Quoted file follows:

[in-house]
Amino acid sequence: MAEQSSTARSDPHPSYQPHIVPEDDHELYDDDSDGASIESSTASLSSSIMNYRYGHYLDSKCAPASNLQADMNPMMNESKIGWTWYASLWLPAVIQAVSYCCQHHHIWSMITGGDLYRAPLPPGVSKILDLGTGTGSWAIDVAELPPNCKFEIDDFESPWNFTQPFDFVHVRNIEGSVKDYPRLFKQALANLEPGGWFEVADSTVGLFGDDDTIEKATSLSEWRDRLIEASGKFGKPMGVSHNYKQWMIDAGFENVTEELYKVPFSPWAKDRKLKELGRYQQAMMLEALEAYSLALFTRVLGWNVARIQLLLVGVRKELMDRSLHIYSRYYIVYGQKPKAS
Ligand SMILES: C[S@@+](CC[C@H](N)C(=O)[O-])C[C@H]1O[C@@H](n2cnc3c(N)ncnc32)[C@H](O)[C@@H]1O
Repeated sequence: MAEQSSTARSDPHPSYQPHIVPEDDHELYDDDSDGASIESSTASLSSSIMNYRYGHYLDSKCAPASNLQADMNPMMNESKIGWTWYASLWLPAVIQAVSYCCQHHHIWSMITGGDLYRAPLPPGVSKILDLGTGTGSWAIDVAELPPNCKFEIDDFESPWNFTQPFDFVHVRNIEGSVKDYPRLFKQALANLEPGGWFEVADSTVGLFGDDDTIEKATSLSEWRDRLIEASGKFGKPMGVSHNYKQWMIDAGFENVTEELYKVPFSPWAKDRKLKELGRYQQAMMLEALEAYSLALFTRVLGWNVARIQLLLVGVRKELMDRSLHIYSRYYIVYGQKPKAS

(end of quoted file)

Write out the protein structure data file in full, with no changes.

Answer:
[in-house]
Amino acid sequence: MAEQSSTARSDPHPSYQPHIVPEDDHELYDDDSDGASIESSTASLSSSIMNYRYGHYLDSKCAPASNLQADMNPMMNESKIGWTWYASLWLPAVIQAVSYCCQHHHIWSMITGGDLYRAPLPPGVSKILDLGTGTGSWAIDVAELPPNCKFEIDDFESPWNFTQPFDFVHVRNIEGSVKDYPRLFKQALANLEPGGWFEVADSTVGLFGDDDTIEKATSLSEWRDRLIEASGKFGKPMGVSHNYKQWMIDAGFENVTEELYKVPFSPWAKDRKLKELGRYQQAMMLEALEAYSLALFTRVLGWNVARIQLLLVGVRKELMDRSLHIYSRYYIVYGQKPKAS
Ligand SMILES: C[S@@+](CC[C@H](N)C(=O)[O-])C[C@H]1O[C@@H](n2cnc3c(N)ncnc32)[C@H](O)[C@@H]1O
Repeated sequence: MAEQSSTARSDPHPSYQPHIVPEDDHELYDDDSDGASIESSTASLSSSIMNYRYGHYLDSKCAPASNLQADMNPMMNESKIGWTWYASLWLPAVIQAVSYCCQHHHIWSMITGGDLYRAPLPPGVSKILDLGTGTGSWAIDVAELPPNCKFEIDDFESPWNFTQPFDFVHVRNIEGSVKDYPRLFKQALANLEPGGWFEVADSTVGLFGDDDTIEKATSLSEWRDRLIEASGKFGKPMGVSHNYKQWMIDAGFENVTEELYKVPFSPWAKDRKLKELGRYQQAMMLEALEAYSLALFTRVLGWNVARIQLLLVGVRKELMDRSLHIYSRYYIVYGQKPKAS